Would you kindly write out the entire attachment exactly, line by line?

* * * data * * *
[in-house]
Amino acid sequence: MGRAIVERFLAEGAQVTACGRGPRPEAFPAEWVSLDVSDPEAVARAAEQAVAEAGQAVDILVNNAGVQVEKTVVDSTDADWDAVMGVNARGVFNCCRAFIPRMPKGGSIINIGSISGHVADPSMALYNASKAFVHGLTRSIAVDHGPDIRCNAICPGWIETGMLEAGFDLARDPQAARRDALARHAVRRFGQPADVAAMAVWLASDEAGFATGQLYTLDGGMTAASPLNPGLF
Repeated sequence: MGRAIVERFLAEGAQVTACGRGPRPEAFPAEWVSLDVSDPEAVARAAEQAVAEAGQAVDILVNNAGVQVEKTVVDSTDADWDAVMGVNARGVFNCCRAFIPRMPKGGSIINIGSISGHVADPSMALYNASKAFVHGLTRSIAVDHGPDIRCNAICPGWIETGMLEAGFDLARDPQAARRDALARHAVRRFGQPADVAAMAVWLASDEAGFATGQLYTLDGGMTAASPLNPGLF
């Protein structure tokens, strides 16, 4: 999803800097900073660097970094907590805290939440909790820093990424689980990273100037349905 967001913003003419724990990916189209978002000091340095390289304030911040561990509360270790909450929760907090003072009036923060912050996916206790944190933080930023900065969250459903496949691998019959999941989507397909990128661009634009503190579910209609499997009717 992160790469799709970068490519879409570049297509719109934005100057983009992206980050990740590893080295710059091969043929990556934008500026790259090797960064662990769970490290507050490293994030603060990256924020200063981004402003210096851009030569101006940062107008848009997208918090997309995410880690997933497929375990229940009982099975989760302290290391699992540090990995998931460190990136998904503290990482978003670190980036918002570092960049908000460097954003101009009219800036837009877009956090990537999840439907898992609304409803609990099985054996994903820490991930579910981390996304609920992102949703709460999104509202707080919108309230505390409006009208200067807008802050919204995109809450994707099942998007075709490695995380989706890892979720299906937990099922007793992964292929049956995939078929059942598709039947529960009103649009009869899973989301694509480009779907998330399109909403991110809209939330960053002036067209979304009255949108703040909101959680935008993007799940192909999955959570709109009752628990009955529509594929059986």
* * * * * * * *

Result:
[in-house]
Amino acid sequence: MGRAIVERFLAEGAQVTACGRGPRPEAFPAEWVSLDVSDPEAVARAAEQAVAEAGQAVDILVNNAGVQVEKTVVDSTDADWDAVMGVNARGVFNCCRAFIPRMPKGGSIINIGSISGHVADPSMALYNASKAFVHGLTRSIAVDHGPDIRCNAICPGWIETGMLEAGFDLARDPQAARRDALARHAVRRFGQPADVAAMAVWLASDEAGFATGQLYTLDGGMTAASPLNPGLF
Repeated sequence: MGRAIVERFLAEGAQVTACGRGPRPEAFPAEWVSLDVSDPEAVARAAEQAVAEAGQAVDILVNNAGVQVEKTVVDSTDADWDAVMGVNARGVFNCCRAFIPRMPKGGSIINIGSISGHVADPSMALYNASKAFVHGLTRSIAVDHGPDIRCNAICPGWIETGMLEAGFDLARDPQAARRDALARHAVRRFGQPADVAAMAVWLASDEAGFATGQLYTLDGGMTAASPLNPGLF
């Protein structure tokens, strides 16, 4: 999803800097900073660097970094907590805290939440909790820093990424689980990273100037349905 967001913003003419724990990916189209978002000091340095390289304030911040561990509360270790909450929760907090003072009036923060912050996916206790944190933080930023900065969250459903496949691998019959999941989507397909990128661009634009503190579910209609499997009717 992160790469799709970068490519879409570049297509719109934005100057983009992206980050990740590893080295710059091969043929990556934008500026790259090797960064662990769970490290507050490293994030603060990256924020200063981004402003210096851009030569101006940062107008848009997208918090997309995410880690997933497929375990229940009982099975989760302290290391699992540090990995998931460190990136998904503290990482978003670190980036918002570092960049908000460097954003101009009219800036837009877009956090990537999840439907898992609304409803609990099985054996994903820490991930579910981390996304609920992102949703709460999104509202707080919108309230505390409006009208200067807008802050919204995109809450994707099942998007075709490695995380989706890892979720299906937990099922007793992964292929049956995939078929059942598709039947529960009103649009009869899973989301694509480009779907998330399109909403991110809209939330960053002036067209979304009255949108703040909101959680935008993007799940192909999955959570709109009752628990009955529509594929059986």